While many private companies are shying away from providing their AI expertise for defense purposes, Booz Allen has secured a $885M Pentagon contract.
Under the contract, Booz Allen will help the Department of Defense and the intelligence community to “rapidly employ artificial intelligence, neural, and deep neural networks.”
The company notes how today’s intelligence environment necessitates the US government maintains unprecedented amounts of Intelligence Surveillance Reconnaissance (ISR) data and information to thwart potential attacks and threats around the globe.
Judi Dotson, Executive Vice President of Booz Allen, comments:
“The high volume, variety and velocity of intelligence acquired across the U.S. government cannot be harnessed by people alone.
Our team of expert data scientists and engineers will apply cutting-edge solutions to deliver integrated eMAPS support to unlock the value of artificial intelligence (AI) and analytics, which will give warfighters positioned around the world the tools they need to drive U.S. national security forward.”
The use of AI for defense purposes is a controversial topic. Some believe it should be kept away, while others argue that it’s important to keep pace with other nations who are likely to pursue similar technological advancements.
Earlier this year, employees from Google resigned in protest of its ‘Project Maven’ plans to develop AI for the US military to help airmen sift through hours and hours of drone surveillance video.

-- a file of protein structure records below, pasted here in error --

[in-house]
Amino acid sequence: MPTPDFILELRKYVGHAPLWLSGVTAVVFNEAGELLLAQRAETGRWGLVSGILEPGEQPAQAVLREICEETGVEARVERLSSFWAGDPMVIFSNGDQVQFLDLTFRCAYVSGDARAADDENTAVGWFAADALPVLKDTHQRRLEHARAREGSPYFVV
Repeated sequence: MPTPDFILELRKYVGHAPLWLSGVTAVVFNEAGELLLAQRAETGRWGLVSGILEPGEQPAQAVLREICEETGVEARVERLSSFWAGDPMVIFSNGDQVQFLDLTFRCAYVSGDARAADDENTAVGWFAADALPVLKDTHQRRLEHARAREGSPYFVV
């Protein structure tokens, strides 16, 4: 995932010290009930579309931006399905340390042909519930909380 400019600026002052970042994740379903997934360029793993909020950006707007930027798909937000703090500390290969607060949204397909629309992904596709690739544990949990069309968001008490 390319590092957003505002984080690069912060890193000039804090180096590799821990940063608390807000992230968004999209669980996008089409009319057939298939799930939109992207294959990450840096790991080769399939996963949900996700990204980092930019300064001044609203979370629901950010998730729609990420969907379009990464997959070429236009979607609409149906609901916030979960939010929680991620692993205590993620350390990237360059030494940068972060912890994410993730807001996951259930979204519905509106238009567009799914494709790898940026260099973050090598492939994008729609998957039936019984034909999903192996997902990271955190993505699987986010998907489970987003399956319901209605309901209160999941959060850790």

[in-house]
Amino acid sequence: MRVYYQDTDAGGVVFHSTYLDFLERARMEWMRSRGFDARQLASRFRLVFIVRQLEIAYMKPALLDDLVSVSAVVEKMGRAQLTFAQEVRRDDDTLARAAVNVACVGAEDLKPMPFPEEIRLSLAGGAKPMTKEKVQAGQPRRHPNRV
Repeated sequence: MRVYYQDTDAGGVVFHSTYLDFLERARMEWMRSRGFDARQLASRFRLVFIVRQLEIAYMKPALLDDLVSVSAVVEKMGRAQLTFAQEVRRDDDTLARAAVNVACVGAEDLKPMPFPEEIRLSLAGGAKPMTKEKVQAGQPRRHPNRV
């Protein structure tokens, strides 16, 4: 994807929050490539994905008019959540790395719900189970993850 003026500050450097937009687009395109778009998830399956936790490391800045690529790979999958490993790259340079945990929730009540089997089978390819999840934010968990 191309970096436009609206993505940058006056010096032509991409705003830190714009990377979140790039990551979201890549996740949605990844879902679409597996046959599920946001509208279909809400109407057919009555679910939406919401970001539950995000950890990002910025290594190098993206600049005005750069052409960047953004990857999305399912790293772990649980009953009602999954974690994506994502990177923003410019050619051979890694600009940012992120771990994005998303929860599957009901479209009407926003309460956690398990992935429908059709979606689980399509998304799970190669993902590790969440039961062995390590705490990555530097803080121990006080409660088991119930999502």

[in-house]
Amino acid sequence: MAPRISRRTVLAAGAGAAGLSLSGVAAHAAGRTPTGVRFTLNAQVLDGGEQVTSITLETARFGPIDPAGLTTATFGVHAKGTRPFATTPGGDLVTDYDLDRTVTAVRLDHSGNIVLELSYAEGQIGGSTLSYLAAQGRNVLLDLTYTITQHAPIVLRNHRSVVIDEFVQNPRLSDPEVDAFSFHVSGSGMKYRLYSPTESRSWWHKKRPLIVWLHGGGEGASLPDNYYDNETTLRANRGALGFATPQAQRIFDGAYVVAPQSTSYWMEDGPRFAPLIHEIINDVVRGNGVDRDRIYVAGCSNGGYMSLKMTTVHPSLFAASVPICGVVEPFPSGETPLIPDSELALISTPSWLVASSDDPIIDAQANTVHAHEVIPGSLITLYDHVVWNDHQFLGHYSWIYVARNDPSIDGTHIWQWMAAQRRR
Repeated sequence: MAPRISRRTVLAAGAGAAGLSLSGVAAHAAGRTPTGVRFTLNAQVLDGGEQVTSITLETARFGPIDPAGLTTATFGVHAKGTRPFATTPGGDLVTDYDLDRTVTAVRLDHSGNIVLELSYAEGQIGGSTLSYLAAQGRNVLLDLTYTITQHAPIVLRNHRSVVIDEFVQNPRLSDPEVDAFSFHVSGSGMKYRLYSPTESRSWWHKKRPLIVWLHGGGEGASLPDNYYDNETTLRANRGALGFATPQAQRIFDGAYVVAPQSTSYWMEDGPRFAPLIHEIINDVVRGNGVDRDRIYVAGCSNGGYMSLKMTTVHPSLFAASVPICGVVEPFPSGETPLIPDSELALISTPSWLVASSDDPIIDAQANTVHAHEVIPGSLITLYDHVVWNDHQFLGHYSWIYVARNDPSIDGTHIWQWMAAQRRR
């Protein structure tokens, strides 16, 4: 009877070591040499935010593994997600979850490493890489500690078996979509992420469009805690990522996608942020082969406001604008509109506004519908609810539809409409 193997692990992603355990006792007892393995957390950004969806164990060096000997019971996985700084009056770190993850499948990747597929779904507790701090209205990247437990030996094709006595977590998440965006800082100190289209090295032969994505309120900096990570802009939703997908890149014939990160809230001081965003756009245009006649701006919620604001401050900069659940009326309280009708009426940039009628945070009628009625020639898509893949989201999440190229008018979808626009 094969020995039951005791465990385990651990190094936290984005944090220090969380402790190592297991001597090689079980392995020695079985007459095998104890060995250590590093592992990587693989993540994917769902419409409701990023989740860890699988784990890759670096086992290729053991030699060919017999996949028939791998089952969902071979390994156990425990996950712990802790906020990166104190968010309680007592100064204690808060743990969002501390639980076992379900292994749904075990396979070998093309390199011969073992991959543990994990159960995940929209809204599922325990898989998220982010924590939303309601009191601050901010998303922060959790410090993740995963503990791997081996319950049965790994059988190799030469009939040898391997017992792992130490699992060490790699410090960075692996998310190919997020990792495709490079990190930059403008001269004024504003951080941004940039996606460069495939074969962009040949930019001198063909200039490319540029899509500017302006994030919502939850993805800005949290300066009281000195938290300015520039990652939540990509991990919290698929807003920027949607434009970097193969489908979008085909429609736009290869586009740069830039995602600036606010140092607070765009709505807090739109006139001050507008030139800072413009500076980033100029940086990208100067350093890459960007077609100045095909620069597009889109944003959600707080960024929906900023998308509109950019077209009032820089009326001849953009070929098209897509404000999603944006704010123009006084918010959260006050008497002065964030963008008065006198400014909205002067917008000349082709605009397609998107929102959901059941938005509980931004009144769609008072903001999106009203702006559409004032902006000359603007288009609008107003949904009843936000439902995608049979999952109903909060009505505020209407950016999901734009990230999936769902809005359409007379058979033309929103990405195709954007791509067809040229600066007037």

Over 4,000 other employees signed a petition demanding that Google’s management cease the project and promise to never again “build warfare technology.”
The company has since withdrawn its plans and said that it would not be renewing its contract with the Department of Defense when it expires next year.
In a further step, Google CEO Sundar Pichai wrote in a blog post the company will not develop technologies or weapons that cause harm, or anything which can be used for surveillance violating “internationally accepted norms” or “widely accepted principles of international law and human rights.”
Employees from other Silicon Valley companies leading in AI development, such as Microsoft and Amazon, made similar demands from their leadership.
As a government contracting giant, it’s unlikely Booz Allen will receive the same backlash as those consumer-focused companies. However, the fears over AI and defense will remain in the hearts of many observers.
What are your thoughts on the defense AI contract? Let us know in the comments.